Last Month Was the World's Fourth-Hottest July on Record

Indiana and Arkansas, however, experienced record cold.

Global average temperatures in July were the fourth warmest ever, based on records that go back to the late 1800s, according to National Oceanic and Atmospheric Administration data released Monday. Average temperatures in May and June were both the hottest on record.

Here's NOAA on last month's worldwide temps: "The average temperature across the world's land and ocean surfaces during July 2014 was 0.64°C (1.15°F) above the 20th-century average, the fourth highest for July on record. The record  warmest July occurred in 1998, with a temperature that was 0.73°C (1.31°F) higher than average."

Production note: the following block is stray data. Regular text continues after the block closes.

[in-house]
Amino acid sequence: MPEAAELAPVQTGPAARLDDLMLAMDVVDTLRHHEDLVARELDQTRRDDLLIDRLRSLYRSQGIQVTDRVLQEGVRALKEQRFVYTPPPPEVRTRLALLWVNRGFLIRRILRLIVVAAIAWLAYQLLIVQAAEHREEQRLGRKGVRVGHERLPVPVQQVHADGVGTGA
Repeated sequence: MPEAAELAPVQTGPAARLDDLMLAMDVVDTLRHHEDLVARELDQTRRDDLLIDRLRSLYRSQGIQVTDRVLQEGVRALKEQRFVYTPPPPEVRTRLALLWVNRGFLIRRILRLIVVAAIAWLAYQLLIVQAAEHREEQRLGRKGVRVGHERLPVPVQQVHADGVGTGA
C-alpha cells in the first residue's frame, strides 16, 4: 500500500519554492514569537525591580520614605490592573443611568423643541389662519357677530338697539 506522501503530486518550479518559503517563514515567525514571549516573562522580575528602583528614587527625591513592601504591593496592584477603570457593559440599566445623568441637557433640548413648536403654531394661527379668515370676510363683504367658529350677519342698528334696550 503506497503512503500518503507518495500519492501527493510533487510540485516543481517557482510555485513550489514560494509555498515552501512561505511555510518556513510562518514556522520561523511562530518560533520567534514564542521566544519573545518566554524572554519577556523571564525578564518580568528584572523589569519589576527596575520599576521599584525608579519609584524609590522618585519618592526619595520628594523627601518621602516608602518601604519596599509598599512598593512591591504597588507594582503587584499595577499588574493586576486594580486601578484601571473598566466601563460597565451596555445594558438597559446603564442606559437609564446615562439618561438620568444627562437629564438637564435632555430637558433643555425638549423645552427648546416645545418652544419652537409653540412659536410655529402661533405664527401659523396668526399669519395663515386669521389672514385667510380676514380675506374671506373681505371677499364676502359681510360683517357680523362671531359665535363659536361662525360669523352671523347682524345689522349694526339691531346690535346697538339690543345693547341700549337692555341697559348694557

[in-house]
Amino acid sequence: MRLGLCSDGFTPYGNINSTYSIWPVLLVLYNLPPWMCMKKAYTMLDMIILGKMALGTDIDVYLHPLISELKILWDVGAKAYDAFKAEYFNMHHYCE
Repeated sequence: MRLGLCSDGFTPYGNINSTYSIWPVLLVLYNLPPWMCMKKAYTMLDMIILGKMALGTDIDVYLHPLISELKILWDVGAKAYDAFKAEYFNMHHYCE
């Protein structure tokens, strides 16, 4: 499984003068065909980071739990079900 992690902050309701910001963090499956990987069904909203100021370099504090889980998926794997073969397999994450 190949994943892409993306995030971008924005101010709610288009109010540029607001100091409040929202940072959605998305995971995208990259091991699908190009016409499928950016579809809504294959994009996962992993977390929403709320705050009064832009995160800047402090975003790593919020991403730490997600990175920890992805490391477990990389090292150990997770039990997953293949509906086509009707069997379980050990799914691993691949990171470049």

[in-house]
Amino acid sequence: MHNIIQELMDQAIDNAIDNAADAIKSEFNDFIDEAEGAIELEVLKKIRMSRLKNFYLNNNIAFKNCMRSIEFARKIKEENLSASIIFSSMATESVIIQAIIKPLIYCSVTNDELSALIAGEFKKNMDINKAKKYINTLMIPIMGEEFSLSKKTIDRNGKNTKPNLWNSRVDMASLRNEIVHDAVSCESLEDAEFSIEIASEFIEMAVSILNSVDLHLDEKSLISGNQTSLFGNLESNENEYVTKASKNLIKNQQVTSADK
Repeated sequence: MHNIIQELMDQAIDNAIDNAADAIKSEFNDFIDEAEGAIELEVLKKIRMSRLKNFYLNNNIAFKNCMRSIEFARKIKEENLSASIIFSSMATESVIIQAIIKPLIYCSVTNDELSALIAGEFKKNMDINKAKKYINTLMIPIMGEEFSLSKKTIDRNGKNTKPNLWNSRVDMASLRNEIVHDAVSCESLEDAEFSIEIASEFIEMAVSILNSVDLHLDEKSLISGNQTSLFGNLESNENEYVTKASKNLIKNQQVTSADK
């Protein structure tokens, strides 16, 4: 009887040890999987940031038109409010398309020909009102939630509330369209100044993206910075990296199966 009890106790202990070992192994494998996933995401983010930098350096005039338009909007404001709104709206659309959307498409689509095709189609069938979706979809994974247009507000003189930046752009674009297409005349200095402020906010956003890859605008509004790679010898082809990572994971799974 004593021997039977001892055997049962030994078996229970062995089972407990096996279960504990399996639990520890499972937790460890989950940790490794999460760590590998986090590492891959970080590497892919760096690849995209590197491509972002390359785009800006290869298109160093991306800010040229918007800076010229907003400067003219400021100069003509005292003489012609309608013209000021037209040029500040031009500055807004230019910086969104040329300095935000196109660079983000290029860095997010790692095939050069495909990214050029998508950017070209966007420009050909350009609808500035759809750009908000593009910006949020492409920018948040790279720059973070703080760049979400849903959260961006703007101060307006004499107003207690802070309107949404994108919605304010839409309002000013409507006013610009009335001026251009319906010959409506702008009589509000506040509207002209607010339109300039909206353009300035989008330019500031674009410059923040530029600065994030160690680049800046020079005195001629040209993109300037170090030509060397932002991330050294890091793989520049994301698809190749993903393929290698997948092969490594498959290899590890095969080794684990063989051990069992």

NOAA also notes that: "Eight of the 10 warmest Julys have occurred within the past 10 years (2002 also ranks among the 10 warmest)."

According to NOAA and NASA, nine of the 10 warmest years on record have occurred since the year 2000, as page 8 of this January presentation shows.

July was the 353rd consecutive month with a global temperature above last century's average, NOAA said.

The data also reveal region-by-region variation—even within the U.S. "In the U.S., several states in the West had a July temperature among their 10 warmest, while in the Midwest, Indiana and Arkansas each had their coolest July in the 120-year period of record," NOAA said. Overall, 13 states had one of their 10 coolest Julys on record.